Consumer spending growth shows signs of slowing

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Americans continue to spend, but at a slower pace than a few months ago, a sign that much of the US economy is beginning to moderate.

Overall consumer spending rose 0.2% in May, from 0.9% a month earlier, the Bureau of Economic Analysis (BEA) said on Thursday. The report also showed that a measure of inflation remained stable, with overall prices up 6.3% over the past year.

Consumer spending has been a bright spot in the US economy so far, even as inflation hits 40-year highs. Although Americans say they have lost confidence in the economy – measures of consumer sentiment have plunged to record lows – they have so far continued to pay for goods and services. But economists say there are signs that are beginning to change, as higher interest rates and a slowing savings rate weigh on family budgets.

“The good news is that we still have savings, but the bad news is that inflation is digging a hole in consumers’ pockets,” said Diane Swonk, chief economist at Grant Thornton. “It’s a tough time for consumers, and we’re starting to see inflation eat away at some forms of spending.”

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Policymakers and economists are watching closely for indications that consumer spending — which accounts for more than two-thirds of the U.S. economy — could run out of steam. Some of this slowdown is deliberate, as the Federal Reserve takes action to cool the economy by aggressively raising interest rates. But there are also fears that a larger decline in consumption could tip the economy into recession.

“We expect to see a slowdown in consumer spending growth as we transition to steady and stable growth,” a senior White House official said during a Wednesday afternoon press briefing. But, the official added, “we have seen relatively little evidence of this to date.”

This year, the US economy contracted unexpectedly in the first three months. On Wednesday, the BEA said the contraction was even deeper than expected: It revised its gross domestic product down 0.1% to an annualized rate of 1.6% after factoring in slower-than-expected growth. expected consumer spending in the first quarter.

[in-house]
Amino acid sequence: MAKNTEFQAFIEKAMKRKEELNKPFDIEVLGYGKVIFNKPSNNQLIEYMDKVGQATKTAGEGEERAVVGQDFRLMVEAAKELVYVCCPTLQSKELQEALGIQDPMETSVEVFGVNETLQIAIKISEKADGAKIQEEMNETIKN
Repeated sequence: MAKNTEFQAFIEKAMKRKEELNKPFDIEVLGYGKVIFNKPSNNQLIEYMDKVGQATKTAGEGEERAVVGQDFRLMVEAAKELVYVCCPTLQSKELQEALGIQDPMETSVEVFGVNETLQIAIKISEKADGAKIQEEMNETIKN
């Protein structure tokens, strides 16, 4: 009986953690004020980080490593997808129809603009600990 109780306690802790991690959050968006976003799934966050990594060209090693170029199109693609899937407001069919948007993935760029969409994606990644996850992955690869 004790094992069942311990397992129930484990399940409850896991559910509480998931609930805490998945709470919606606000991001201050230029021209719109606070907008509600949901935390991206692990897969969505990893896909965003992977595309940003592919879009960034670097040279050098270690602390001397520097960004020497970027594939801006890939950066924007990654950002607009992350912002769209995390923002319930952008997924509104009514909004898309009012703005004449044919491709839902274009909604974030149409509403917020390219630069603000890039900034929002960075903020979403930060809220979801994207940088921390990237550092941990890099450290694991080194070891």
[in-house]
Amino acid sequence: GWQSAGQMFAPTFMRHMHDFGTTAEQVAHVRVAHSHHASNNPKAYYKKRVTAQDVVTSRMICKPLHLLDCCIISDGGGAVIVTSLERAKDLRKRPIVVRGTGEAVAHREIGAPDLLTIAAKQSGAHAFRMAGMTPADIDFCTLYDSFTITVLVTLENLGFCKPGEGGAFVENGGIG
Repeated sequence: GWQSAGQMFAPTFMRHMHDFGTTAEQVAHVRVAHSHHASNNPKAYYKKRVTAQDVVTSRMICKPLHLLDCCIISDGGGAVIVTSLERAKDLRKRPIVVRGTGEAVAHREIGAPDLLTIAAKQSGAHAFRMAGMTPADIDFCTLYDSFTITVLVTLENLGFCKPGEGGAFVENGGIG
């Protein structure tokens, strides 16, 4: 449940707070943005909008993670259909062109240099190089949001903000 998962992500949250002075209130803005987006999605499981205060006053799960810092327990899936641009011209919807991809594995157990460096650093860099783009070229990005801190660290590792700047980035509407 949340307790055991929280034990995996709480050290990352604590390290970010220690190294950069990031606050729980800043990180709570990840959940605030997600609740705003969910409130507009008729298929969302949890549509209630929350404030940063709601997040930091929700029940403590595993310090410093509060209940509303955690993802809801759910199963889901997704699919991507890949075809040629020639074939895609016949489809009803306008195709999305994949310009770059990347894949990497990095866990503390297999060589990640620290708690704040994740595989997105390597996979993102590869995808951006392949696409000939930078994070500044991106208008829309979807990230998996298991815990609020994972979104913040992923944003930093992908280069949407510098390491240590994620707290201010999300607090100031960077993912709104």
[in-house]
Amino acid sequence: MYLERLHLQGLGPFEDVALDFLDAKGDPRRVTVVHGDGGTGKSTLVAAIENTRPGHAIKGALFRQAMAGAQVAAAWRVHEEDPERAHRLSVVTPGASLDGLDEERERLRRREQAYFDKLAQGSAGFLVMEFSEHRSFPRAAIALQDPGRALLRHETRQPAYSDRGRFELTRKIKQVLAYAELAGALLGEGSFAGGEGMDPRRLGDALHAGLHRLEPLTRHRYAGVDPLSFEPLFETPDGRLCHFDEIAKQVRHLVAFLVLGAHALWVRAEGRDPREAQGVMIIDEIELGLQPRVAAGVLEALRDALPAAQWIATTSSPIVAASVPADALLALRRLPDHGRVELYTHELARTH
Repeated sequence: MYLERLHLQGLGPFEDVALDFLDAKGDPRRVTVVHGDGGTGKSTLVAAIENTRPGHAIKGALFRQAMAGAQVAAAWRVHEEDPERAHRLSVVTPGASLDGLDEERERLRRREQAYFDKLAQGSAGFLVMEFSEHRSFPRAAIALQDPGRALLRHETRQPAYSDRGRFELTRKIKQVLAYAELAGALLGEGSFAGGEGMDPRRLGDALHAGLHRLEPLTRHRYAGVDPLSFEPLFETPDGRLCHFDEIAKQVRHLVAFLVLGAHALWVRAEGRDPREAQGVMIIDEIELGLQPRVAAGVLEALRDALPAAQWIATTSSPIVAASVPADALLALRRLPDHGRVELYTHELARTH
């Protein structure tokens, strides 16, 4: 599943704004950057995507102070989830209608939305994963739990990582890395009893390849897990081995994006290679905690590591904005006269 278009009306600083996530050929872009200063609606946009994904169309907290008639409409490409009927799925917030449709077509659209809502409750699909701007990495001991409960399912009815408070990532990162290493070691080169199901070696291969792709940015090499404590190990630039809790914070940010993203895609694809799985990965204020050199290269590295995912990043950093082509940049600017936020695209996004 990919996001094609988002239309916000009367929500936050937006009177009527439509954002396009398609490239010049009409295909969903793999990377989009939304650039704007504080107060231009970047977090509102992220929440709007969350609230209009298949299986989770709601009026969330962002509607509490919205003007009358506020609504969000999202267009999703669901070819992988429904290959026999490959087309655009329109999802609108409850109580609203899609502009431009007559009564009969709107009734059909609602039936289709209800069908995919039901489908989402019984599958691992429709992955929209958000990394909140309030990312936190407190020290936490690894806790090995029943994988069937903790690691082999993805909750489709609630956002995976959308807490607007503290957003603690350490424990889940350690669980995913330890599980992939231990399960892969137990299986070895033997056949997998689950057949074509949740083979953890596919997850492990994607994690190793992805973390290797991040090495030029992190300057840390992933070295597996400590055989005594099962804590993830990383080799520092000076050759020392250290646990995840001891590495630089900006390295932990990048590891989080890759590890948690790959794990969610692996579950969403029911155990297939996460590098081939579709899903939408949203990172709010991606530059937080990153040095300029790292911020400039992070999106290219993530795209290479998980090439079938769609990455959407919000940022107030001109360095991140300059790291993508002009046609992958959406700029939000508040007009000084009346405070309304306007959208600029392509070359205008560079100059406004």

Americans are starting to withdraw from travel and restaurants

There has also been a marked shift in where Americans are spending their money. In recent months, they have stopped buying as many used cars and appliances and instead started investing more in services such as restaurants, entertainment and travel. Indeed, Americans spent nearly $44 billion less on goods in May, but $76 billion more on services like housing, utilities, international travel and hospital care.

But there are also signs that more and more families are starting to rethink some of these expenses. U.S. flight bookings fell 2.3% in May from the previous month, according to data from Adobe Analytics. And both high- and low-income Americans have started to pull back, particularly in services, over the past four to six weeks, according to an analysis of credit card data by Barclays.

“Consumers are still spending, but we’re also seeing a shift where they’re saying, ‘We’re going to postpone our vacation’ or ‘Maybe I don’t need to buy a new washing machine just yet.'” said Quincy Krosby, strategist for LPL Financial “They’re rethinking their consumption levels, and that’s because of rising prices for gas, accommodation and food.”

Rapidly rising prices have become a defining challenge for the Biden administration. The Federal Reserve’s favorite measure of inflation, the personal consumption expenditure price index, remains near four-decade highs. A separate inflation benchmark, the widely used consumer price index, showed prices rose 8.6% in May from a year earlier.

The inflation benchmark PCE analyzes changes in the prices of everyday consumer goods, but pays less attention to gasoline prices and housing costs than the CPI. Both inflation benchmarks show that daily costs are rising in a way that is leading many Americans to cut back on certain types of expenses.

Consumer confidence fell to its lowest level on record in June, according to a closely watched University of Michigan survey, with nearly half of Americans saying inflation has eroded their standard of living.

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